Wednesday, 28 January 2009

The new Met commissioner

So the new Metropolitan Police Commissioner is to be Sir Paul “rusty” Stephenson.

Sir Paul is one of the many police heroes of those libertarian loons who call themselves The Association of British Drivers. The ABD proudly quotes this pearl of wisdom from Stephenson:

“There is a perception that people who commit criminal offences and who, quite properly and according to guidelines, get a caution, get an easier ride than those who speed at the lower end. Whilst clearly the comparison is not a helpful one, I do nevertheless have some very real sympathy for this perception. Any criminal justice system to be effective has to be seen to be fair. It just cannot be right when people feel that our response within that system is disproportionate.”
Paul Stephenson, Chief Constable, Lancashire Constabulary, 2004-03-11.

So it seems more than likely that with Sir Paul as Commissioner, the epidemic of driver lawlessness on the capital’s streets will get worse. Jenny Jones has outlined the problem [PDF format]:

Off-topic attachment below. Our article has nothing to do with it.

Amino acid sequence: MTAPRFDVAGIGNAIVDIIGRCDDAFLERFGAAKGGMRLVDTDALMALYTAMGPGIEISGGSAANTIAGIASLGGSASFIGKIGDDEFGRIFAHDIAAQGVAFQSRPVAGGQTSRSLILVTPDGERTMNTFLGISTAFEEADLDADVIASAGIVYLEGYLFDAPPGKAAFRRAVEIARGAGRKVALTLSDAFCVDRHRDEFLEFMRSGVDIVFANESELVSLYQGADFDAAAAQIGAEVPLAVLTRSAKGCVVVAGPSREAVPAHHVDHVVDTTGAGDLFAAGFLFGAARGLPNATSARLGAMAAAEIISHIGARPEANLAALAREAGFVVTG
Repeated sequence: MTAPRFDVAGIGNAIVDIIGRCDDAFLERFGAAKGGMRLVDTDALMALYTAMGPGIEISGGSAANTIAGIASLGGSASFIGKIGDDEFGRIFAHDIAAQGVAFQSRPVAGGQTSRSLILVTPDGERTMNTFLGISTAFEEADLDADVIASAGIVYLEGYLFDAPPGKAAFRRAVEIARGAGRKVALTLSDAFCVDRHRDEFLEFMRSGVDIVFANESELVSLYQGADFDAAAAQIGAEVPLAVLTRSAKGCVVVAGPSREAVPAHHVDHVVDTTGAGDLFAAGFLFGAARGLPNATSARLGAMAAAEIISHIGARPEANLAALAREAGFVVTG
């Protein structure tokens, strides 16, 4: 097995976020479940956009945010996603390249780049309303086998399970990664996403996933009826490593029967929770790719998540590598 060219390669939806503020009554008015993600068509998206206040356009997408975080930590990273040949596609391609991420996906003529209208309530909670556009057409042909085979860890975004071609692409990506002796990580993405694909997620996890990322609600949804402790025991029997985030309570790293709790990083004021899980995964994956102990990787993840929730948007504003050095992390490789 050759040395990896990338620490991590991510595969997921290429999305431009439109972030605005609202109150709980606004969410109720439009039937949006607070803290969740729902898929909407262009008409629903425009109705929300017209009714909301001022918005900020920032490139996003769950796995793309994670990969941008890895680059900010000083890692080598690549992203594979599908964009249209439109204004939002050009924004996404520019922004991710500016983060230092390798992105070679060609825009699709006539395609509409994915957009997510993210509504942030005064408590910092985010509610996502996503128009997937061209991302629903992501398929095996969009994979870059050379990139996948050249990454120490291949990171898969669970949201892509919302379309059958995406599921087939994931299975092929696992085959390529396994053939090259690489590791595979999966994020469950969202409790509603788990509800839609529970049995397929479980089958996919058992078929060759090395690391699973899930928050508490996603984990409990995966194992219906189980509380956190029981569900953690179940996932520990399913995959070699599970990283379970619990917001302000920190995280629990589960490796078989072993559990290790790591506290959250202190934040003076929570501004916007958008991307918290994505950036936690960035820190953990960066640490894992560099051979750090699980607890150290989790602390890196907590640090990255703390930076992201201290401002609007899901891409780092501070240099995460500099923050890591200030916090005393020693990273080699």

The Metropolitan Police has failed to treat road crime with the seriousness it deserves. London’s roads are becoming increasingly lawless in several dangerous ways. This report describes the rise in “hit-and-run” incidents, the widespread evasion of vehicle tax and insurance, and the declining enforcement of traffic offences not detected by electronic devices, such as speed cameras. Cuts in the number of traffic police have lead a minority of drivers to believe that they can break the law with impunity. Yet, an increase of 8,000 in the total number of police officers in London over the last six years provided the Met Police with ample opportunity to make road safety a priority. More people die on London’s roads than are murdered. Most road deaths are preventable, yet several times more resources are devoted to murder investigations than to road death investigations. The lack of priority given to road crime is demonstrated by the current reluctance of the police to prosecute drivers who injure cyclists or pedestrians, in the absence of independent witnesses. This dismissive approach is not adopted towards the victims of car theft, burglary, assault and other crimes.